From Castlebar - County Mayo -

Local Papers Commentary
From the Mayo News - 24 March 2004
By The Jaundiced Eye
28, Mar 2004 - 18:02

Waste Facility Opposed

A RENEWED planning application for a waste treatment facility at Turlough in Castlebar is again set to be met with vehement local opposition. It is believed that McGrath Industrial Waste Ltd are to lodge the planning application with Mayo County Council this week for the erection of the plant at Gortnafulla in Turlough but a spokesperson for the local Residents Association has indicated that they once again intend to oppose the development. Permission was granted for the facility by Mayo County Council on January 31st 2002 but subsequent appeals by the residents and An Taisce saw the matter referred to An Bord Pleanála, who overturned the original decision later that year in October.

Oh my goodness a recycling plant near where I live. Oh nooo! Not in my back yard. And if that makes me a nimby I don’t care? Everyone knows that recycling is bad for the planet. It’s much better to dump everything in a landfill just like we’ve always done.

Landfills – Good;

Recycling Centres - Bad.

This recycling lark is just getting a bit too much now isn’t it? Imagine recycling in Turlough. Sure no one lives in Turlough. Why would they need recycling?


No drastic rural housing changes

SENIOR planner with Mayo County Council stated at a meeting last week that the planning guidelines on rural housing announced by Minister Martin Cullen recently would not have a huge impact on decisions taken by planners in the county. Ian McMyler told last week’s meeting of the Castlebar Electoral Area Committee that a close inspection of Minister Cullen’s proposals reveal an even greater emphasis on the protection of water and the environment. The issue arose while the councillors discussed the recommended refusal of a single dwelling house application made by Martin Mulroe at Shanvalley, Tourmakeady. Mr. McMyler stated that the application was likely to be refused because of the high level of water in the trial hole and because the building would be an obtrusive feature on landscape which is designated a special area of conservation. He added that permission for the dwelling could also set a precedent in the area. Responding to a query from Cllr. Al McDonnell on the implementation of Minister Cullen’s guidelines, Mr. McMyler said that planners still had to adhere to recommendations that were recently adopted in the County Development Plan. In this case, the landscape in question was completely undisturbed on one side of the road.

Hey wait a minute – what about all the promises that faecal coliform getting into our drinking water would be ruled safe by the Fianna Fail Government? What did we elect them for if they can’t stop bacteria and viruses from septic tanks making us sick when we drink them? Surely they can just pass a law that makes it illegal for e-coli to make us sick. If they can change the laws of the land why not change the laws of nature? It is a Fianna Fail Auctioneer Local Authority. Surely they can do something to put cheeky people like that McMyler fellow in his place? (PS on a serious note I love the bit about the landscape on ‘one side of the road being undisturbed’. It’s like driving from Galway to Carna and saying that the thousands of houses built between the road and Galway Bay do not affect the landscape on the other side of the road! )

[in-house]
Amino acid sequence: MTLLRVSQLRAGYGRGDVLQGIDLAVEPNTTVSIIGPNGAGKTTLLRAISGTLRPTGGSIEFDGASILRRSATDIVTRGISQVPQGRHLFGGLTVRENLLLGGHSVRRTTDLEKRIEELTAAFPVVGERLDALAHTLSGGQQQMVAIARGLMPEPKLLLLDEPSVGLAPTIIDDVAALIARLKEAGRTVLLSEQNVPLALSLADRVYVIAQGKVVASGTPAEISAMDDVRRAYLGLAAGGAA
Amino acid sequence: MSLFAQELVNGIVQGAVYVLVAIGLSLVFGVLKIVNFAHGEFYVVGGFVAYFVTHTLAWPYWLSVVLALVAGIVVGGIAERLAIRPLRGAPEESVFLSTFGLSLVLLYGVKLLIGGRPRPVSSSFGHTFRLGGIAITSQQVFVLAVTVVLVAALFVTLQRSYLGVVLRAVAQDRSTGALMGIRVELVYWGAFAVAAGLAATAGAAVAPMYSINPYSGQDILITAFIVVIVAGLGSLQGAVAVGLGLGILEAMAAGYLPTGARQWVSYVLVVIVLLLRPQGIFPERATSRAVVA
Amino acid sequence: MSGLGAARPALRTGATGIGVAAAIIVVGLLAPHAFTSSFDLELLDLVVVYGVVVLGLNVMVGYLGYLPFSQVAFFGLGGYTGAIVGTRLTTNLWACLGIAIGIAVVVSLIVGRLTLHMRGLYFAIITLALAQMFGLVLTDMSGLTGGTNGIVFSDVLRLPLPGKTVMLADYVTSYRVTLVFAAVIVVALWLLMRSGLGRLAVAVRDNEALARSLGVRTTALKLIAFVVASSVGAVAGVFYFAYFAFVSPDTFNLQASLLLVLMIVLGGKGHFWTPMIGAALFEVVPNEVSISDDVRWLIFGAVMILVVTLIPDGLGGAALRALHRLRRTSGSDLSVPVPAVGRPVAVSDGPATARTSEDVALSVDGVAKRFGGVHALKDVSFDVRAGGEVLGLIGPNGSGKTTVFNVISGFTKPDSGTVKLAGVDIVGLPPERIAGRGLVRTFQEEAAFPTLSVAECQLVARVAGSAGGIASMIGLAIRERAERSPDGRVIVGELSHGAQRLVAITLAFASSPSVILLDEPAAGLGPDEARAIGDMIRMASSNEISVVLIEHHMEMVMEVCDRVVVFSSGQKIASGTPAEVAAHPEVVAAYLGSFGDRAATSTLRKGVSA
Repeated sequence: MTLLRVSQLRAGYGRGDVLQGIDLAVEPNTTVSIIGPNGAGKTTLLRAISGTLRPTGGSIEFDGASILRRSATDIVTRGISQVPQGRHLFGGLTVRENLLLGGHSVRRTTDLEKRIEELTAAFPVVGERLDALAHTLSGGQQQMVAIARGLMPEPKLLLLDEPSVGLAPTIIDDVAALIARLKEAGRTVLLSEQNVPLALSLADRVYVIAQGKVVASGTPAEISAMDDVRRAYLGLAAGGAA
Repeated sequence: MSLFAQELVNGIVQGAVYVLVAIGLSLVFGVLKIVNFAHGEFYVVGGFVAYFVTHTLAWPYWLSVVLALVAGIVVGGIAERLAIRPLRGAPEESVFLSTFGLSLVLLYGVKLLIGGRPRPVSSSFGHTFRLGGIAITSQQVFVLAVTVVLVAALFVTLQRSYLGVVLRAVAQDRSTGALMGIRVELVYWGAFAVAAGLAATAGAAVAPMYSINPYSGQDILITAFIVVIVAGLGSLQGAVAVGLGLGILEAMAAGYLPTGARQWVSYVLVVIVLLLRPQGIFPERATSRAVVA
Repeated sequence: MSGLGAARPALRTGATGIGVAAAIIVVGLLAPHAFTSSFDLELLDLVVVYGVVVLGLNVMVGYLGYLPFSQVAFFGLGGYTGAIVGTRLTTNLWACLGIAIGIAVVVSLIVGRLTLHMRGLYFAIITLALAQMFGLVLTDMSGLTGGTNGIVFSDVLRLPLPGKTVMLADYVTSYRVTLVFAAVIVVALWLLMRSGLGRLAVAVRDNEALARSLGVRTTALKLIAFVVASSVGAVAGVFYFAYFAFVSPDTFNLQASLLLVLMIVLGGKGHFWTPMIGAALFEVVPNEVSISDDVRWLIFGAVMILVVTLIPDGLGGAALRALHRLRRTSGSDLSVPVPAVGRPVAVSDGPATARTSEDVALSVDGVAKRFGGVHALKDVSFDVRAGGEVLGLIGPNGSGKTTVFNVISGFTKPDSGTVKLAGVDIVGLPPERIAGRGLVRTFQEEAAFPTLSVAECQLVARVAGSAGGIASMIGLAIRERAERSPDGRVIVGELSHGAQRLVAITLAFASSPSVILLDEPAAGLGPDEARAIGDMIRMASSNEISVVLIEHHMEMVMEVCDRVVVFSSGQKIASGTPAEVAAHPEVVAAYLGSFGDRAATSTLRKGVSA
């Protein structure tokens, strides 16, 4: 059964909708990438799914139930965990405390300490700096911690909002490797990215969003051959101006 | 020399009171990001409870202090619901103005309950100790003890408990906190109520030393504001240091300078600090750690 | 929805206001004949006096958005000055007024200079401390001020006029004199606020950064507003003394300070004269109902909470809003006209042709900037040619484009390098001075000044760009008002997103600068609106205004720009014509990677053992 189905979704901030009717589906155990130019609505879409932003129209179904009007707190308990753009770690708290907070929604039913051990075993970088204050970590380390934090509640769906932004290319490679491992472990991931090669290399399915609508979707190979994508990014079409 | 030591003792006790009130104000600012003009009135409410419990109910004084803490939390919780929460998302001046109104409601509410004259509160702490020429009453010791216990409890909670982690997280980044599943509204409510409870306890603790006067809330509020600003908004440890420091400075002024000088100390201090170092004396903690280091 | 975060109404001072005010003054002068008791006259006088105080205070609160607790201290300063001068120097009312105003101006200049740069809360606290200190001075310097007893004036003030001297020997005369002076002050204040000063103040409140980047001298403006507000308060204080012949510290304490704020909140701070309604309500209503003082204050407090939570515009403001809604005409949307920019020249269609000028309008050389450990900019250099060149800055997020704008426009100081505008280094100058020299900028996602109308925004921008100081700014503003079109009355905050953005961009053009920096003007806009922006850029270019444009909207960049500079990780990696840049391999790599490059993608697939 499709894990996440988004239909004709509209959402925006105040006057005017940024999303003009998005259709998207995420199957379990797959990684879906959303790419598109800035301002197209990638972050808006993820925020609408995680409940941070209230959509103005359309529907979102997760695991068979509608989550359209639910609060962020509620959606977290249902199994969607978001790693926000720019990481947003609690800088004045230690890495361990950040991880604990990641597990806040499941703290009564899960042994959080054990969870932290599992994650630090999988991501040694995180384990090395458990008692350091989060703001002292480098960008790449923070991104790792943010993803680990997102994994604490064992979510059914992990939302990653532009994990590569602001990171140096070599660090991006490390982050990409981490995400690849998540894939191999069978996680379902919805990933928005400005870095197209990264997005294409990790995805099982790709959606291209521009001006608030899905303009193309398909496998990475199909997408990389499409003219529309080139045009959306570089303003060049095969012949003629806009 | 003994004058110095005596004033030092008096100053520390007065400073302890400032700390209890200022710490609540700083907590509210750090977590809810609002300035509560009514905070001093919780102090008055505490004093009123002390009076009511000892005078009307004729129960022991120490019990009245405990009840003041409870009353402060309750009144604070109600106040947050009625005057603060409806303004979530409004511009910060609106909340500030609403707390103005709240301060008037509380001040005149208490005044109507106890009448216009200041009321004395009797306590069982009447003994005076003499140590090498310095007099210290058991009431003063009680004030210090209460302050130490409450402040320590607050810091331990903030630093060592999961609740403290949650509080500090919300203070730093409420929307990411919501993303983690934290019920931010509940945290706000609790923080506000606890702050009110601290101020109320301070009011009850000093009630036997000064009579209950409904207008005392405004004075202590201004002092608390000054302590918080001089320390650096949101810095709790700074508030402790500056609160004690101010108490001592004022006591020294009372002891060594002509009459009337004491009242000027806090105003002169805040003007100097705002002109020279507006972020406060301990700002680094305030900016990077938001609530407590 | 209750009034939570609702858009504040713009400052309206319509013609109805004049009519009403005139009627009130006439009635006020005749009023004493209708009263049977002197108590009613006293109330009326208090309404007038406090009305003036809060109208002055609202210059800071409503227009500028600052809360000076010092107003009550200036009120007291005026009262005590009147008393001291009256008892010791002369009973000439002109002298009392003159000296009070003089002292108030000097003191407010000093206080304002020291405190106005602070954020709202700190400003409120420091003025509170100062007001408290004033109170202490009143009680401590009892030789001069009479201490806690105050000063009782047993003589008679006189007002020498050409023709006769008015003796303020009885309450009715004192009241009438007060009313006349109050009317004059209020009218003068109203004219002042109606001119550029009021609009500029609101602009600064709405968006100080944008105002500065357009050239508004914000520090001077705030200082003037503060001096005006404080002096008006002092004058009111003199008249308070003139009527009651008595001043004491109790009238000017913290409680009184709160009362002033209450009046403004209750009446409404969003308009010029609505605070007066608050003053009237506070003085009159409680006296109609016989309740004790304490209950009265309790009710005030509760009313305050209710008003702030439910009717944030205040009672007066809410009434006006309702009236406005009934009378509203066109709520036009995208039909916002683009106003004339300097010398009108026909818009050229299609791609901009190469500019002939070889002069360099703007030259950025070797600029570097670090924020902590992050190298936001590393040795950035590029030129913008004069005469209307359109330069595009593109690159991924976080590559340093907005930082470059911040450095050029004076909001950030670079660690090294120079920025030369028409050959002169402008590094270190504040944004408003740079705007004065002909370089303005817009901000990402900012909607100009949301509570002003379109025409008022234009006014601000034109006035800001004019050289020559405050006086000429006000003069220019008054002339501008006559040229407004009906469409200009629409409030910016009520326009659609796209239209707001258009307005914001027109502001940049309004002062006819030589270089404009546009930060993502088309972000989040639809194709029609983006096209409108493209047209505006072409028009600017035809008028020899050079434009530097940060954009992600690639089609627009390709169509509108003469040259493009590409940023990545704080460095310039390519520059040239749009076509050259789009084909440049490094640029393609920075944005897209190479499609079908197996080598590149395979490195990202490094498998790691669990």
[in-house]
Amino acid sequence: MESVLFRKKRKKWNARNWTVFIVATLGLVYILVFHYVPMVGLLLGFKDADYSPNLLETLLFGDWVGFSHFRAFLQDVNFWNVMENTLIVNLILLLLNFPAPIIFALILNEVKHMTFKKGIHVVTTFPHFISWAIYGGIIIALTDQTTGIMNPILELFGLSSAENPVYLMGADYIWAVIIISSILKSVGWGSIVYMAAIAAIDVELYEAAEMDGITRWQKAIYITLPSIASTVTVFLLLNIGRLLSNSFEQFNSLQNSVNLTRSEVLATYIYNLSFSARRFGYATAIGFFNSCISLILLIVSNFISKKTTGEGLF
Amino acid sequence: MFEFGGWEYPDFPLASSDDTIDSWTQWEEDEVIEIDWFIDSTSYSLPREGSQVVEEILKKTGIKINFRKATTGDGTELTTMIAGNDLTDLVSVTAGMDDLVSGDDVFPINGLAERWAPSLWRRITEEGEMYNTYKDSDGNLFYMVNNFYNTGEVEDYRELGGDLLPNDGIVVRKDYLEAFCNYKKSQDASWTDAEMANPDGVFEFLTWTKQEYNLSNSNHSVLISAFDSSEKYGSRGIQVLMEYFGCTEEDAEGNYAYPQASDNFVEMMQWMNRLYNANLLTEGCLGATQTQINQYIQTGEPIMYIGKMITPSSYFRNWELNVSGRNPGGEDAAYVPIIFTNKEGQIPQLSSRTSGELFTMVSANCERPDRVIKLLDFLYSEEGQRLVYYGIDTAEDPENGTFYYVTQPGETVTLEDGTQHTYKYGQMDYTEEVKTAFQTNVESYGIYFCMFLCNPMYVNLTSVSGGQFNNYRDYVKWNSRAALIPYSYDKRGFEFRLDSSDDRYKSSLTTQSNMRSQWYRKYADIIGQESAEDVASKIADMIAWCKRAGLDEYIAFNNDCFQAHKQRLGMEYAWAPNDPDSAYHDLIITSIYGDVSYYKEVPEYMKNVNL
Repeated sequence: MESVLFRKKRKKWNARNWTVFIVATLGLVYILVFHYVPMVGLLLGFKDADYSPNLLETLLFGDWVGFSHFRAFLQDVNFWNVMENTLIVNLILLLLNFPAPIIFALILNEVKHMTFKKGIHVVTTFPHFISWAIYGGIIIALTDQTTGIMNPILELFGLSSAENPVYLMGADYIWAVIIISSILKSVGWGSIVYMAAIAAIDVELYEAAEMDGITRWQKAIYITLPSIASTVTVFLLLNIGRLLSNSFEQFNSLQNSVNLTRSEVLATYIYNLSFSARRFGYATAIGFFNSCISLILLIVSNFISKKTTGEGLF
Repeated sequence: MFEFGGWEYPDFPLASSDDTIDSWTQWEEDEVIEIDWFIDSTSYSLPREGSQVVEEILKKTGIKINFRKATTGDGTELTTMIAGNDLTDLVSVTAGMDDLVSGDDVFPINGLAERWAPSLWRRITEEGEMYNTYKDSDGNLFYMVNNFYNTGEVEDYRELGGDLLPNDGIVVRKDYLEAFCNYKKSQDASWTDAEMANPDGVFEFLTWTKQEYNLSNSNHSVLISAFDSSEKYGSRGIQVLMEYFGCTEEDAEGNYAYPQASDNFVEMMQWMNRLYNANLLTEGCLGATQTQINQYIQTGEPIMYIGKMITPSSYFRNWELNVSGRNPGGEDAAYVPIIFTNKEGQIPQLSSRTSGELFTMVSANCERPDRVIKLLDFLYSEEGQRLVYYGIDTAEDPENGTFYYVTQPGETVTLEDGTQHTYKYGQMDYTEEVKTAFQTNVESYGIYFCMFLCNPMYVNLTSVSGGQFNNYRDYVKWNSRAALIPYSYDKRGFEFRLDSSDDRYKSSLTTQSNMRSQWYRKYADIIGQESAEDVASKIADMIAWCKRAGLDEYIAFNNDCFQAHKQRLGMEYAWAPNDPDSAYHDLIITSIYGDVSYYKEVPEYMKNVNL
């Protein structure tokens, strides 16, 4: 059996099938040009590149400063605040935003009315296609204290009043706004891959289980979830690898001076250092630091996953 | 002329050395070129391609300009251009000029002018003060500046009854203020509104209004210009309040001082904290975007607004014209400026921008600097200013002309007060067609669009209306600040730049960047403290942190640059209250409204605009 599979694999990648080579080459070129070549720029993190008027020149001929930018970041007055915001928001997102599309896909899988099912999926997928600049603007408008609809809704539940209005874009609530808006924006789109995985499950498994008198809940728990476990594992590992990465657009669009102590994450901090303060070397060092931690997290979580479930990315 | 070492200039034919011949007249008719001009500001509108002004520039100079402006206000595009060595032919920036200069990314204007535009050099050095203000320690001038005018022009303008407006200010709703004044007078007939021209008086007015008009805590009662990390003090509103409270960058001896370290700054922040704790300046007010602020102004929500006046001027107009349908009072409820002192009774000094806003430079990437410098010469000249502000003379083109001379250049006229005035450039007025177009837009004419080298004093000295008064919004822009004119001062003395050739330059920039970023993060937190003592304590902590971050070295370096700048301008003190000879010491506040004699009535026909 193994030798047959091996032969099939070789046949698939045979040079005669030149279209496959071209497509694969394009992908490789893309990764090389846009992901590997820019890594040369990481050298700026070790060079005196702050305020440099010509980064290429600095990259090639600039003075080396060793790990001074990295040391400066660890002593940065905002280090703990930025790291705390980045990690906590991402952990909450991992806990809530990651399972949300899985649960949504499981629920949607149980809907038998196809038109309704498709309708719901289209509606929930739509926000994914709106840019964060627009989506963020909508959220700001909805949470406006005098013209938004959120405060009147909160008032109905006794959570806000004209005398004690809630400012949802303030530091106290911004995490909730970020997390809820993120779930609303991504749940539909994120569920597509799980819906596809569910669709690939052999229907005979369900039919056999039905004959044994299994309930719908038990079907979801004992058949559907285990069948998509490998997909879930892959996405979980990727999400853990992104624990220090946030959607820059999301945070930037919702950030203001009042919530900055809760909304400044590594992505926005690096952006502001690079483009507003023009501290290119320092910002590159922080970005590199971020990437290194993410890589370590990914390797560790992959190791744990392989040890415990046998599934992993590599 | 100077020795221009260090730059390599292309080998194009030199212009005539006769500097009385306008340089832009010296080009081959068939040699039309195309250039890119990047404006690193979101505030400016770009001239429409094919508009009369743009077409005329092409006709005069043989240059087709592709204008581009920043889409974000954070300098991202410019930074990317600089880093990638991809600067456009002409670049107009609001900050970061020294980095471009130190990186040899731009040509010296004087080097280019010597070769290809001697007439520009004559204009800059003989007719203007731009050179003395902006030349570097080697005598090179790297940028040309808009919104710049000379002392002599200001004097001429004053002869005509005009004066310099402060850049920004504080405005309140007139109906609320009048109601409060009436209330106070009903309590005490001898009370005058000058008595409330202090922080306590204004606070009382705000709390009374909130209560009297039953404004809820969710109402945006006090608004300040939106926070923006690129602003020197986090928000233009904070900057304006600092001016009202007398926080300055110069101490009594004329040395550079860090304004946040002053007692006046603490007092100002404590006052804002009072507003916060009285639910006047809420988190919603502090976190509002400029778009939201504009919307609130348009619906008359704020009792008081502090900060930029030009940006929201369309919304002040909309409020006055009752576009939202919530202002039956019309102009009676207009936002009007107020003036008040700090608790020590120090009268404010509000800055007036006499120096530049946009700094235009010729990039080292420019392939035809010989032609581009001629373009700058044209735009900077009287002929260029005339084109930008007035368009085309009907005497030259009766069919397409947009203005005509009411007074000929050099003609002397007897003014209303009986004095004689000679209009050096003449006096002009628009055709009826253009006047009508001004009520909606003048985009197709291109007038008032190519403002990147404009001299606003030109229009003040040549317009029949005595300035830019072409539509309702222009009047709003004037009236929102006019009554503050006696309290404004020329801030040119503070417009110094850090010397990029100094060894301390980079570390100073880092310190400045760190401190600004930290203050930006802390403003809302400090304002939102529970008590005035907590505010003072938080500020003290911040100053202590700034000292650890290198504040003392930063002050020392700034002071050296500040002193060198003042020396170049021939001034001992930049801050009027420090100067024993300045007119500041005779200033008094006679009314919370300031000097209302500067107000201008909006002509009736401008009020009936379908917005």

Trolley trouble

PRESSURE on the health services in Mayo became abundantly clear last Thursday when seventeen patients were left on trolleys waiting for beds at Mayo General Hospital, one of whom had been waiting since Monday night. All had been seen by A&E medical staff and were deemed to require admission. In a statement released to the media following a number of queries from "The Mayo News", the Health Board stated: "The A&E department at Mayo General Hospital has been extremely busy over the last 48 hours and continues to be so. Every effort is being made to accommodate patients appropriately in the hospital. We are again asking members of the public to think before they come in to our A&E department. As always, if you have a genuine medical emergency you should come in straight away and you will be looked after. However, if your complaint is not urgent we would ask you to consider contacting your GP."

I see some discussion about this on the Bulletin Board too. Apparently a Fianna Fail candidate stated that trolleys should not become a political issue. So in the next election no political party will make any promises about shortening health service queues and eliminating over crowding in A&E Departments of hospitals. Look boys if you make promises and don’t keep them you can’t expect people to vote for you next time round. Rubbishing people who point out that you haven’t kept your promises just won’t wash. Overcrowding in A&E Departments is most definitely a political issue.

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